Return of the office: What's changing for some advice firms?

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UK advisory firm Chapters Financial has started conducting client meetings in a socially distant way.
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UK advisory firm Chapters Financial has started conducting client meetings in a socially distant way.

As the UK emerges from lockdown and Prime Minister Boris Johnson has encouraged businesses to consider returning to their offices, advisers are formulating plans for the so-called new normal. Claire Tyrrell speaks to two advice firms about their plans as lockdown is eased.

Capital Asset Management head of operations Chirine Harb says the London firm has completely changed its approach to office working.

Pre-pandemic, the firm adopted a relatively flexible approach for its workers, but since lockdown it has extended that flexibility significantly. So much so that Harb has told the firm's 14 employees to "come into the office when you think you want to".

It is not mandatory to be in the office, it is not mandatory do to 9 to 5..."

"It is not mandatory to be in the office, it is not mandatory do to 9 to 5," she explains. "What is mandatory though is output and delivery to clients."

Capital AM started allowing staff to come into the office in early July through a sign-up system where people need to provide advance warning of their plans.

Face masks

The office is equipped with sanitising stations and workers are required to wear face masks and wash their hands regularly. Harb said very few workers took up this offer because they had become accustomed to working from home, which departed significantly from early in lockdown, when Capital issued a survey to its workers asking how soon they wanted to return to the office.

Guildford-based advice firm Chapters Financial also reopened its doors at the start of July, installing screens and supplies of face masks, gloves and hand sanitiser for staff and clients.

Chartered financial planner and director Keith Churchouse is becoming accustomed to client meetings during the pandemic. The firm has two advisers, Churchouse himself and Vicky Fulcher; both of whom are back in the office on a periodic basis.

"The other adviser wanted to come back and I felt that was okay, and as the owner of the business I'm keen to have the opportunity to go back into the office," Churchouse explains.

"As long as everyone adheres to the rules and keeps as safe possible we're okay. One of our advisers was really keen to go back - being around the family and away from the office was a distraction, so that was the driver."

'Social distancing'

He adds that the office structure makes it relatively simple to practice social distancing: "We are in a fortunate position that we have two offices, side-by-side, and both are the same size. We normally run our operation from one of them but what we've been able to do is move the meeting facility into the other office, so you can socially distance. We have the facility to accommodate a client meeting if we want to," he says.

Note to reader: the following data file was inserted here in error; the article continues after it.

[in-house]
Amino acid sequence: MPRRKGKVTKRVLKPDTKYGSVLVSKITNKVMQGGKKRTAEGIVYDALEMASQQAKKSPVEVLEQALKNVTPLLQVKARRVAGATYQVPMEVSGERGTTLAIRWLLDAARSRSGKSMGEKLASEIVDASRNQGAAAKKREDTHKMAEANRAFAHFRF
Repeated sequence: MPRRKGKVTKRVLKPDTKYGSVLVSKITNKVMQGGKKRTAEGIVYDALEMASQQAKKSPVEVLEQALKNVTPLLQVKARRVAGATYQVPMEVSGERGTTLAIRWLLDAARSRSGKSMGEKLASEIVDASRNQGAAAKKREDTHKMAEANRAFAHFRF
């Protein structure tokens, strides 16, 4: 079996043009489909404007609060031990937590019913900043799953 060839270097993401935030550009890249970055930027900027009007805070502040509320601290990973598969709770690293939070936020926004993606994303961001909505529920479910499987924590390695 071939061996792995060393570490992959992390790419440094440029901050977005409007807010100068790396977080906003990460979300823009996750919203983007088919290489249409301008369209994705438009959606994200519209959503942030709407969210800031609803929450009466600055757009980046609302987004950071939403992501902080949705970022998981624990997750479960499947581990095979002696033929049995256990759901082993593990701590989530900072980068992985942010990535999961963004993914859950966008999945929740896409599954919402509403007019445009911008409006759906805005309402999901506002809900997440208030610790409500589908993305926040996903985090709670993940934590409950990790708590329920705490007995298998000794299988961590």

Chapters conducted its first 'normal' client meeting post-lockdown this week and Churchouse says it would take a bit of adjusting to get used to running meetings in a socially distant way. Aside from the lack of handshakes, the firm's advisers had to lay out client papers on the table and point to them.

Home

As for the employees of London-based Capital AM, Harb explains people became keen to return to the office after the first few weeks of lockdown: "We discussed it and we thought we're not comfortable sending people back to the office, so what we did instead was help ease them into a work environment within their home.

"We bought desks and chairs and additional screens for people to make them more comfortable. We decided we were going to follow the government guidelines. If they said go back to the office we would start allowing people to do that, if they didn't say to go back to the office we're going to have to tell people no. But in the meantime we're going to help them adjust to new working environments at home."

 Video conferencing

The firm also increased the number of social events via video conferencing software, boosting staff morale. Harb adds the firm laid a lot of groundwork for remote working ahead of the pandemic, which made the transition to working from home seamless.

"When I first joined [in March 2019] we revamped all of the office processes and I put a robust disaster recovery programme in, which involved restructuring and revamping the IT infrastructure. Where everybody had desktops before we changed it all to have laptops - even the administrators and office juniors," she says.

"In the first couple of weeks in March we started sending the laptops home with everyone. Instead of them leaving them in the office we started telling them 'you have to take your laptop home with you just in case something happens overnight.'"

Harb adds: "When we started feeling the team was starting to get uneasy, we sent a broadcast to say from today onwards nobody go in [in mid-March]. I think people appreciated that partly because they were starting to feel anxious before the government put lockdown in place."

The firm's four advisers plan to come in on an ad-hoc basis when they've got client meetings scheduled.

This article first appeared in International Investment's sister title Professional Adviser

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